While it’s not as well known in the stateside, Royal Agio is one of Europe’s leading cigar brands, known mostly for its little cigars, which are made at its European factory. However, Royal Agio produces long filler brands at its Dominican Agio Caribbean Tobacco factory that is located in the town of San Pedro de Macorís. During this year’s IPCPR Convention & Trade Show, the company showed off two additions to its growing premium cigar line-up named after that city: San Pedro de Macorís Brazil and San Pedro de Macorís Ecuador.

While the interior tobacco is the same for both releases—namely an olor binder from the Dominican Republic and filler tobacco sourced from Brazil and the Dominican Republic—the wrappers are quite different, with the San Pedro de Macorís Brazil sporting a sun-grown Brazilian Arapiraca cover leaf and the San Pedro de Macorís Ecuador wrapped in a shade-grown Ecuadorian Connecticut leaf. Both blends are packaged in boxes of 20, come in the same three vitolas that feature the same retail prices and are being rolled at the factory in San Pedro de Macorís.

Those three sizes are:

  • San Pedro de Macorís Brazil Perla (4 1/8 x 40) — $4.75 (Boxes of 20, $90)
  • San Pedro de Macorís Brazil Corona (5 7/8 x 42) — $5 (Boxes of 20, $100)
  • San Pedro de Macorís Brazil Robusto (5 1/8 x 52) — $5.50 (Boxes of 20, $110)

“We set out to craft a uniquely sophisticated, everyday premium cigar, one that would exceed cigar smoker expectations and rewrite the rules on the level of quality and distinctiveness one could expect at a reasonable price,” said Jaime Florez-Estrada, vp of marketing for Royal Agio, in a press release. “It was a tremendous challenge, as expected, requiring years of development with high-grade premium tobaccos to create these final blends.”

  • Cigar Reviewed: San Pedro de Macorís Brazil Robusto
  • Country of Origin: Dominican Republic
  • Factory: Agio Caribbean Tobacco Factory
  • Wrapper: Brazil (Araparica)
  • Binder: Dominican Republic (Olor)
  • Filler: Brazil (Mata Fina) & Dominican Republic (Olor & Piloto Ligero)
  • Length: 5 1/8 Inches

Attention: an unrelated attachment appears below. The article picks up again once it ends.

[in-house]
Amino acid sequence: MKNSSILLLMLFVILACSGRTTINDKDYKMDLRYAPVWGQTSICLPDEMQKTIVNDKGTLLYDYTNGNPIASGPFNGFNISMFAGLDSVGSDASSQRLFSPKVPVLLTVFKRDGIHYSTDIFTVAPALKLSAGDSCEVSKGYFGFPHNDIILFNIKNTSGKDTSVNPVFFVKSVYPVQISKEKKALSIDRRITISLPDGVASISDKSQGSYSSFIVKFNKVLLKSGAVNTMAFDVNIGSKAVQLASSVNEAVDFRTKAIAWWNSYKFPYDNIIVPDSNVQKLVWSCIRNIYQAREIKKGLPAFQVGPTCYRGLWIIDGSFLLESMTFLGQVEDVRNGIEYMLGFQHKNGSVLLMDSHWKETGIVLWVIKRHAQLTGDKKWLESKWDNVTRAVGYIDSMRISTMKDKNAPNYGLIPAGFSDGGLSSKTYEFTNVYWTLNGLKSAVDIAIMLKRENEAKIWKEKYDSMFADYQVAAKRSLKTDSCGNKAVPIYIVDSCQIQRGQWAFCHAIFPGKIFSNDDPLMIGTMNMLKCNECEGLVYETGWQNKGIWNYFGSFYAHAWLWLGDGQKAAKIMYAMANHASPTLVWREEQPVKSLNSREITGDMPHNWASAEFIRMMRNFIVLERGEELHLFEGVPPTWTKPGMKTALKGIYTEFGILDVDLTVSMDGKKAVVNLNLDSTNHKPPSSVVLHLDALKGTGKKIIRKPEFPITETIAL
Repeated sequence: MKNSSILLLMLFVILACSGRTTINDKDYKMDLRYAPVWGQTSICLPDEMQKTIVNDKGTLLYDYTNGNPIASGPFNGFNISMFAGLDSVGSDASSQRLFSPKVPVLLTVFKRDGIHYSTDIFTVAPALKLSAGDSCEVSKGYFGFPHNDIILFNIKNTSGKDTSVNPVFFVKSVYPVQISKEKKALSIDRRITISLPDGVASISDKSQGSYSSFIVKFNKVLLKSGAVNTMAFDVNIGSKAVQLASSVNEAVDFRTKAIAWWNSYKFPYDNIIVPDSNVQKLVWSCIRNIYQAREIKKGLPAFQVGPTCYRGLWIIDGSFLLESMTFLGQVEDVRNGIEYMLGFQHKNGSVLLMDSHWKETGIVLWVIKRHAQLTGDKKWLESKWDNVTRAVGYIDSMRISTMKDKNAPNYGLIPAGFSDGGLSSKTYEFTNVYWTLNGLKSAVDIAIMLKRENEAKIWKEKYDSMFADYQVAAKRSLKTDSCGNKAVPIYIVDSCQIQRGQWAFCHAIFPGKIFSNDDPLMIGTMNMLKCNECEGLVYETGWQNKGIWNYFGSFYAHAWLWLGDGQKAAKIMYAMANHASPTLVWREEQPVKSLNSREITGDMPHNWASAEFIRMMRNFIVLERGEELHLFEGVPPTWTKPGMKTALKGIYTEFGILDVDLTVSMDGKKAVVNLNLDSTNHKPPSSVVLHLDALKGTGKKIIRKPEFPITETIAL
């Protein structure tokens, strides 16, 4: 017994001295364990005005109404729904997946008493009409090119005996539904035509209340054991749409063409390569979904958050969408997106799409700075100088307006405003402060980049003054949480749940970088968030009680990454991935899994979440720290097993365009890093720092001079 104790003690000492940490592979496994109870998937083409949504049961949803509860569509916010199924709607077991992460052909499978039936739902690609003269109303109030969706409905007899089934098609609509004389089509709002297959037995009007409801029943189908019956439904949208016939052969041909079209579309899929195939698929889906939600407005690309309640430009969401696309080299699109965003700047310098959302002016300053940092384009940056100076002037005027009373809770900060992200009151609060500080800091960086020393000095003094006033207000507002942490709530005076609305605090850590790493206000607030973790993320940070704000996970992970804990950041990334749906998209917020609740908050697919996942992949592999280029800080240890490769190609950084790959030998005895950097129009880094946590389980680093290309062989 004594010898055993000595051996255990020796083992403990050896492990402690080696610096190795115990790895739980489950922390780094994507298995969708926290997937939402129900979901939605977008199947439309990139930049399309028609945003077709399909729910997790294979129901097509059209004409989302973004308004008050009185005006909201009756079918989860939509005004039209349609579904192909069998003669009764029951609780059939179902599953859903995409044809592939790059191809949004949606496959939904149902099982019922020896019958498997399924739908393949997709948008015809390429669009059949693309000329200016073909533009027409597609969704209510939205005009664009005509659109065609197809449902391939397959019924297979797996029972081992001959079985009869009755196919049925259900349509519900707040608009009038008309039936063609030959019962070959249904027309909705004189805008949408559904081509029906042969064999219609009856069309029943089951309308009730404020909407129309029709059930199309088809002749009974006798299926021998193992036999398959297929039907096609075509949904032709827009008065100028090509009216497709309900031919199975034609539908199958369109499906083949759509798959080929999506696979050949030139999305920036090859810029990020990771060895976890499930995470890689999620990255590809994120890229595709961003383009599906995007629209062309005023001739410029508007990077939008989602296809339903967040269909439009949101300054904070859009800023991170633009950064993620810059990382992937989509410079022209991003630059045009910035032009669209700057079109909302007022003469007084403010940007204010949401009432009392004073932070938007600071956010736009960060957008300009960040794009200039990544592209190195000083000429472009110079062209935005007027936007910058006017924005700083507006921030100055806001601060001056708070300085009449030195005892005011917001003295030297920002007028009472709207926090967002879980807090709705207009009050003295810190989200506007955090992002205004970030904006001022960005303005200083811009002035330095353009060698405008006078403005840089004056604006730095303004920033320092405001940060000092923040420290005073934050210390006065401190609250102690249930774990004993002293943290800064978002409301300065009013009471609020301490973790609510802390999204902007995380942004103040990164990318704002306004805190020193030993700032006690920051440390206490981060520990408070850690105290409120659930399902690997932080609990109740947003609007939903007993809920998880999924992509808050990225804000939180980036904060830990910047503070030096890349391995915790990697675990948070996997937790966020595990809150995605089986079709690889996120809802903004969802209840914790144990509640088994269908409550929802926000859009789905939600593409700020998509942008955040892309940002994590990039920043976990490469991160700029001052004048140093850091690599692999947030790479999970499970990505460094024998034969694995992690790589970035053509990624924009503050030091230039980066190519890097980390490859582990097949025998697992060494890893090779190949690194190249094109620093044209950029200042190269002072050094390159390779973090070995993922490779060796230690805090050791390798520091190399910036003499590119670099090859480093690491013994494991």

• Ring Gauge: 52
  • Vitola: Robusto
  • MSRP: $5.50 (Boxes of 20, $110)
  • Release Date: August 2018
  • Number of Cigars Released: Regular Production
  • Number of Cigars Smoked For Review: 3

Visually, the San Pedro de Macorís Brazil Robusto is covered in a medium reddish brown wrapper with a very distinctive rooster logo and color scheme—incipiently, the same colors as the Brazilian flag—as well as a wrapper that is so rustic, it almost looks like the leaf was applied inside out. There are a number of extremely overt veins running up and down the length of the cigar and it is quite rough to the touch. Aroma from the wrapper is a combination of sweet hay, manure, earth, coffee beans, leather and plum sweetness, while the cold draw brings notes of cedar, leather, barnyard, almonds, vegetal and slight varnish along with some slight spice on the tongue.

After easily lighting the foot, the first third of the San Pedro de Macorís Brazil Robusto features a dominant leather and hay flavor combination, with other notes of cedar, sweet grass, dried tea leaves and salted peanuts. There is some significant spice on my lips that sticks around for quite a while, along with some sweet vanilla and black pepper on the retrohale. Construction-wise, the draw is excellent after a simple straight cut while the burn is extremely close to razor sharp, not needing even a little attention so far. Smoke production is extremely high off of the foot and the strength is quite mild so far, hitting the midpoint between mild and medium by the time the first third comes to an end.